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16.06.2019 Opinion

Licensing of Professional Teachers in Ghana, Why is it Necessary?

Licensing of Professional Teachers in Ghana, Why is it Necessary?
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Before we go on to look at whether professional teachers in Ghana should be licensed or not, I would like us to first of all look at what a profession is, and who a professional is.

A profession can be defined as a calling requiring specialized knowledge and often long and intensive academic preparation. In simple term, it is the vocation or job of a person. Having now known what a profession is, let us take a step further to look at who a professional is.

A professional is characterized by conforming to the technical or ethical standards required of a vocation or job. Thus, if a person executes his or her job in accordance with the technical or ethical standards accompanying the said job, then that person can be described as a professional.

Now back to the issue at hand, “Licensing of Professional Teachers in Ghana”. Well, I am of the view that the issue of licensing of professional teachers in Ghana is even long overdue. Let us look at other professions like lawyers, doctors, nurses, midwives, and the list goes on. They all have a form of licensure that prospective people who wish to be part of them after going through training have to undertake and pass before being inducted into such professions or allowed to practice.

Before I make any further submissions on the issue at hand, I will like to explain what a license is at this point before I proceed. A license is a permission granted by competent authority to engage in a business or occupation or in an activity otherwise unlawful. It may require paying a fee or proving a capability.

The definition above here shows how important licenses are. They are issued by an authority and has legal backing and as such not anybody at all can just get up and decide that I’m a nurse, having passed through Nursing Training College. This is exactly what we want to be introduced to the teaching profession in Ghana.

The lack of licensure for teachers has made a lot of people to disregard teaching even as a profession. Most at times, you hear people saying that anybody at all can become a teacher but not a nurse, a doctor, a lawyer, a pharmacist, a biomedical lab technician etc. and when you inquire as to why they are making such statements, they tell you that the other professions undertake special examinations after their course of study to enable them to get licenses to practice but for teachers is a whole different case.

The moment you graduate from the Teacher Training College or university you automatically start practicing. This has made the teaching profession so loose that any graduate from other tertiary institution apart from Teacher Training Colleges or having a degree in Education, run to teaching as their last resort when they cannot find a job in their respective fields of study.

But I have never heard someone with either a diploma or a degree in education venturing into other professions with their qualifications. At this juncture, we may ask ourselves why is it not possible for teachers or people with degrees in education to switch to other professions? The answer is simply because, before you can practice as a nurse or a doctor, you will have to pass a licensure exam in order to acquire a license apart from the degree you already have in that field of study. There are so many benefits that professional teachers stand to gain when they are licensed.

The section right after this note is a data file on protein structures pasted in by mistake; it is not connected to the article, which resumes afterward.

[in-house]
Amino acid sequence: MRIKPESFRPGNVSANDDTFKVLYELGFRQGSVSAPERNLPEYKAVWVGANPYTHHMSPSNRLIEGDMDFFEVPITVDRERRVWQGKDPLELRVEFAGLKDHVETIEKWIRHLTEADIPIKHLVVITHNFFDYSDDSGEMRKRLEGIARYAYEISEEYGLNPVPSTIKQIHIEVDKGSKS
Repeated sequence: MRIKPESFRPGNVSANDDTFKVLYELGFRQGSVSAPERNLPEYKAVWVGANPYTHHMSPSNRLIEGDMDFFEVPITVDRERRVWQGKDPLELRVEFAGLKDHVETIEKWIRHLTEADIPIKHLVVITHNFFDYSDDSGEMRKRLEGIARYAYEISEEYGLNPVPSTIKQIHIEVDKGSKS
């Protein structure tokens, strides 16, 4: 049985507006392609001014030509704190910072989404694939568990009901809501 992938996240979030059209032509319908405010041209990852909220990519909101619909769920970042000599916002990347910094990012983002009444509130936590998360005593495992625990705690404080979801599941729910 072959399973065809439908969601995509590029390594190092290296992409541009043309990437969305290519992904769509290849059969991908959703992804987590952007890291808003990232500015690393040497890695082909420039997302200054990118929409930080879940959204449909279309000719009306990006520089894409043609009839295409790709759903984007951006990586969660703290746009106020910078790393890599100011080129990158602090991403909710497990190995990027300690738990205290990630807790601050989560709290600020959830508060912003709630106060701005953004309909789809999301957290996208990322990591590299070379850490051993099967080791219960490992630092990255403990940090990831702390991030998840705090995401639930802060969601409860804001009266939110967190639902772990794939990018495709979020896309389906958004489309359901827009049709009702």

First and foremost, licensing of professional teachers would ensure that more prestige is accorded to teaching as a profession. This is because, to become a teacher, one will have to take and pass a special exam which will lead to the issuance of license just like doctors and nurses.

Secondly, the restricted entry in the profession, provided by licensure would ensure that only qualified personnel will be in our classrooms to impart knowledge to our younger generation. This will go a long way to ensure that unqualified persons are eliminated from the teaching profession.

Also, the licensing of professional teachers will go a long way to ensure that teachers upgrade themselves while in the field of practice to ensure that they are up to date in a fast-changing and technological world.

Furthermore, the licensing of professional teachers will ensure controlling of the supply of teachers which can lead to a demand for their services and hence, gain high rewards unlike what is currently going on within the profession.

Again, licensing of professional teachers will ensure that only members are qualified to provide the particular services and thus members can prosecute unqualified individuals performing services which are defined as a legal monopoly of the profession just like doctors and nurses.

Last but not the least is that through licensing of professional teachers, members will be able to determine its own standard of education and training making teaching to be more professional. Thus as the profession gains more income, power, and prestige, it can demand high caliber students just like other professions like doctors, engineers, lawyers, etc.

From the above submissions, it is now clear that it will be in the interest of professional teachers if they are given a license to practice so that they can also rip the dividends of their toil and sweat.

I conclude by saying that until professional teachers in Ghana are licensed, teaching will only remain a profession in name and receive lower rewards than other occupational groups that have adopted licensure as a way to ensure that they are fully professionalized.

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